reduction in haemoglobin concentration  – whatever the causation. This process is  7.  Blood transfusion can elevate  common to all chronic anaemias haemoglobin concentration in the short term  • The red cell mass is maintained at a constant level but does nothing to address the underlying  by the balance of red cell production and destruc­ disorder. Red cell transfusion is not an  tion. Changes in this balance will be manifest appropriate treatment for chronic anaemia as a change in Hb concentration. However, the • Transfusion of allogeneic blood or blood products relatively slow turnover of mature red cells means is a logical approach to acute situations of blood that this process has a high degree of inertia and a loss such as trauma or surgery when patients fall in Hb concentration is a very late reflection of require haemodynamic support. However, in cases of chronic inflammation, infection or malignancy, • The making of red cells and the control of red cell or when anaemia is caused iatrogenically by production is fundamentally the same whatever myelosuppression, the administration of blood or the condition. In chronic conditions associated with blood products has no effect on the disordered infection, inflammation and malignancy, erythro­ process and is, therefore, inappropriate.
poiesis will be suppressed by a common process • The benefits of red blood cell transfusions have involving the inflammatory cytokines. These counter never been properly assessed, and their legendary the pro­erythropoietic activity of erythropoietin20.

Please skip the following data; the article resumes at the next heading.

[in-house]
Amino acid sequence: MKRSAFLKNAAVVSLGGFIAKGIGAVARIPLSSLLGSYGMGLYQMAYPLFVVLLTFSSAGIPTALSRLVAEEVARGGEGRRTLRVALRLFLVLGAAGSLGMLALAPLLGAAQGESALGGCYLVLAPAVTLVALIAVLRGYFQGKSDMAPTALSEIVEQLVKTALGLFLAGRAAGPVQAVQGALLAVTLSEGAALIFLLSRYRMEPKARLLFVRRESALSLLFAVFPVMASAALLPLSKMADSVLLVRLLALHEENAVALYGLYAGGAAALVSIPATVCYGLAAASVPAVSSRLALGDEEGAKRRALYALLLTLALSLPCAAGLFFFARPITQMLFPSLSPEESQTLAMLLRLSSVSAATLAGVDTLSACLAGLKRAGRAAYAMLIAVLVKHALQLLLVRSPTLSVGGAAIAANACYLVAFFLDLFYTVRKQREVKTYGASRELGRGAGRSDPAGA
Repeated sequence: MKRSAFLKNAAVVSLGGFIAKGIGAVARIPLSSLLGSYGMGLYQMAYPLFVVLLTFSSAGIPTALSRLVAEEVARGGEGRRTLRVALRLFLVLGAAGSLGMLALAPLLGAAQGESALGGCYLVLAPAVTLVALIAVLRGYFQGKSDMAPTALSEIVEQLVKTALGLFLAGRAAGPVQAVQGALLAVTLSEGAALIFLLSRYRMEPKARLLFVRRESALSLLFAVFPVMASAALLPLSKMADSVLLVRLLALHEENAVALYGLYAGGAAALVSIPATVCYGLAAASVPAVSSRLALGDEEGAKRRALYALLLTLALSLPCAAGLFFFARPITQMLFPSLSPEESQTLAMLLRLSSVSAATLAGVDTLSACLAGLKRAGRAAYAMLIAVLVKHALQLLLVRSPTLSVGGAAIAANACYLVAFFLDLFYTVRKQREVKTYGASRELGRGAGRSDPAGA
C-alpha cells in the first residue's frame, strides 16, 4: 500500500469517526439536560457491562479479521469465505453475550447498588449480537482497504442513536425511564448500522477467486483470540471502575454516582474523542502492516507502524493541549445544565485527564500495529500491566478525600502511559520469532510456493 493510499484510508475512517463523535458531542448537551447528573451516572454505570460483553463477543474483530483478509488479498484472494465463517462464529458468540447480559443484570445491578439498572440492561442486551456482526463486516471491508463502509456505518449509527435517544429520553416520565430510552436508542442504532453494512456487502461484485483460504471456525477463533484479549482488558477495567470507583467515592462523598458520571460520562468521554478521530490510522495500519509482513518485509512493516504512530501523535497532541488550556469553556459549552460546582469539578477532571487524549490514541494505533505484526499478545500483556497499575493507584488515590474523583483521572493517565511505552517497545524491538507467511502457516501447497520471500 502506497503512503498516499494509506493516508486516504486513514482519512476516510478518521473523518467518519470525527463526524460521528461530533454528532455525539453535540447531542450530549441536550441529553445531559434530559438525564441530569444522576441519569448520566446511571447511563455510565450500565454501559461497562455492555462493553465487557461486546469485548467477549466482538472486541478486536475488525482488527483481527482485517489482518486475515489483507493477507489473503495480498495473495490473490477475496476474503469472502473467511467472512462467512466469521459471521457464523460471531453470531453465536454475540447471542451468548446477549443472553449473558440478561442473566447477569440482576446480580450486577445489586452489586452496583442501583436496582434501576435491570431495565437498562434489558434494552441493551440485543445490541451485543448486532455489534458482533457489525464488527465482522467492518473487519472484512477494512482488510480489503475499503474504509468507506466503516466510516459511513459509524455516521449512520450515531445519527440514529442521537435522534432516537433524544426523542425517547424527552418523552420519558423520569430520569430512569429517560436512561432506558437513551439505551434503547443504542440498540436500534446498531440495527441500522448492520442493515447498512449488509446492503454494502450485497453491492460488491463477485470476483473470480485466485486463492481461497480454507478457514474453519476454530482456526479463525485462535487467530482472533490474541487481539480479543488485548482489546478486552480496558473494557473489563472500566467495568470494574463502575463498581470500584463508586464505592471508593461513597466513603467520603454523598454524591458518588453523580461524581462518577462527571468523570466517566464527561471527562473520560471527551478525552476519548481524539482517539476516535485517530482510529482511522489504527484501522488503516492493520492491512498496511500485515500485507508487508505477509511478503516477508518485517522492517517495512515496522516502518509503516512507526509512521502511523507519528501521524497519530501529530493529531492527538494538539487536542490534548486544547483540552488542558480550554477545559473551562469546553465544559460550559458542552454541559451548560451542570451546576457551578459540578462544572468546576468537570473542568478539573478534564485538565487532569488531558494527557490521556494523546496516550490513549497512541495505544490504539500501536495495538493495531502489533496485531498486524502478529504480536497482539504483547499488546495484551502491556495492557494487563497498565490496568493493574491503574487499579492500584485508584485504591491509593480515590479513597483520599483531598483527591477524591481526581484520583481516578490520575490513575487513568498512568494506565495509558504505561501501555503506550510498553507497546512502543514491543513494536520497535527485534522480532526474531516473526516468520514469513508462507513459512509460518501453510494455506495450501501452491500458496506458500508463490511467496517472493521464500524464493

life­saving properties have never been tested. A low Hb concentration is a consequence of a Indeed, some studies have shown that transfusion disordered erythropoietic process. Anaemia may is associated with a poorer prognosis in cancer be predicted from measures of erythropoietic activity by the reticulocyte count before Hb • Clinical trials in which anaemic patients were concentrations reach traditional levels at which randomised to receive an ESA or standard • A low reticulocyte count (e.g. < 30 × 109/L), or treatment (the control group) which consisted falling Hb concentration should, therefore, be of blood transfusion have shown significant the stimulus to correct the disorder and prevent differences in quality of life between the ESA and control group. Patients in the control group • Use of erythropoiesis stimulating agents (ESAs) received significantly more blood transfusions without adequate iron support can create a than those receiving an ESA yet tended to have a Functional Iron Deficiency (FID) in which, although total iron storage levels may be normal, insufficient • Clinical experience also suggests that transfusion­ iron is transported to the bone marrow to support dependent patients may have a poor quality of erythropoiesis22. FID is suggested by MCH < 28, life despite maintaining Hb concentrations at reticulocyte Hb content < 29, hypochromic red acceptable levels. This contrasts with patients cells > 5–10%; the transferrin saturation may be treated with ESAs supported with intravenous < 20%. Measurement of serum ferritin alone cannot (iv) iron who often experience a noticeable indicate FID, since this can occur when the serum improvement in quality of life almost immediately ferritin concentration is normal or even high.